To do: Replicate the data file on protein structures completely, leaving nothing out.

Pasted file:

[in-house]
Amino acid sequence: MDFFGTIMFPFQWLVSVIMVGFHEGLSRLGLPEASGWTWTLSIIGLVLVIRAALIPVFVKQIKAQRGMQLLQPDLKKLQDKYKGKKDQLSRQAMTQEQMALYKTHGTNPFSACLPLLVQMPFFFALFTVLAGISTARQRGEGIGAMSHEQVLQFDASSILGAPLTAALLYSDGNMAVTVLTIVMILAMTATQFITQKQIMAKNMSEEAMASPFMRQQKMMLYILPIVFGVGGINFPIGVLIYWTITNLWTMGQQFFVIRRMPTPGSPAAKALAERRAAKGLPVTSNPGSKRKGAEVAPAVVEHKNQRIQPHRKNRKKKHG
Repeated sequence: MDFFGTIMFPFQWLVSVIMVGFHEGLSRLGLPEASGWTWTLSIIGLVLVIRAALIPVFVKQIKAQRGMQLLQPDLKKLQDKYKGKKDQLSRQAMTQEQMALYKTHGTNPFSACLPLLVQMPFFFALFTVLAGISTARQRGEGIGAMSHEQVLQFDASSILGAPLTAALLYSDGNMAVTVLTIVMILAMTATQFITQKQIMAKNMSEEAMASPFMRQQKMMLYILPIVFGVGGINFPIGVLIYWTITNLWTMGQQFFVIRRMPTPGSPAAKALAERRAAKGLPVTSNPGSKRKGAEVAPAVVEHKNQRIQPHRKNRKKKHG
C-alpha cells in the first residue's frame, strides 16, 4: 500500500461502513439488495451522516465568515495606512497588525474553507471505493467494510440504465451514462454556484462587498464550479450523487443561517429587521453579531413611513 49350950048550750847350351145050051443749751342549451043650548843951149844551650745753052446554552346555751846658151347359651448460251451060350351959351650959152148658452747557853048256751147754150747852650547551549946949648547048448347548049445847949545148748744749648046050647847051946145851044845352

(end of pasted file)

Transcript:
[in-house]
Amino acid sequence: MDFFGTIMFPFQWLVSVIMVGFHEGLSRLGLPEASGWTWTLSIIGLVLVIRAALIPVFVKQIKAQRGMQLLQPDLKKLQDKYKGKKDQLSRQAMTQEQMALYKTHGTNPFSACLPLLVQMPFFFALFTVLAGISTARQRGEGIGAMSHEQVLQFDASSILGAPLTAALLYSDGNMAVTVLTIVMILAMTATQFITQKQIMAKNMSEEAMASPFMRQQKMMLYILPIVFGVGGINFPIGVLIYWTITNLWTMGQQFFVIRRMPTPGSPAAKALAERRAAKGLPVTSNPGSKRKGAEVAPAVVEHKNQRIQPHRKNRKKKHG
Repeated sequence: MDFFGTIMFPFQWLVSVIMVGFHEGLSRLGLPEASGWTWTLSIIGLVLVIRAALIPVFVKQIKAQRGMQLLQPDLKKLQDKYKGKKDQLSRQAMTQEQMALYKTHGTNPFSACLPLLVQMPFFFALFTVLAGISTARQRGEGIGAMSHEQVLQFDASSILGAPLTAALLYSDGNMAVTVLTIVMILAMTATQFITQKQIMAKNMSEEAMASPFMRQQKMMLYILPIVFGVGGINFPIGVLIYWTITNLWTMGQQFFVIRRMPTPGSPAAKALAERRAAKGLPVTSNPGSKRKGAEVAPAVVEHKNQRIQPHRKNRKKKHG
C-alpha cells in the first residue's frame, strides 16, 4: 500500500461502513439488495451522516465568515495606512497588525474553507471505493467494510440504465451514462454556484462587498464550479450523487443561517429587521453579531413611513 49350950048550750847350351145050051443749751342549451043650548843951149844551650745753052446554552346555751846658151347359651448460251451060350351959351650959152148658452747557853048256751147754150747852650547551549946949648547048448347548049445847949545148748744749648046050647847051946145851044845352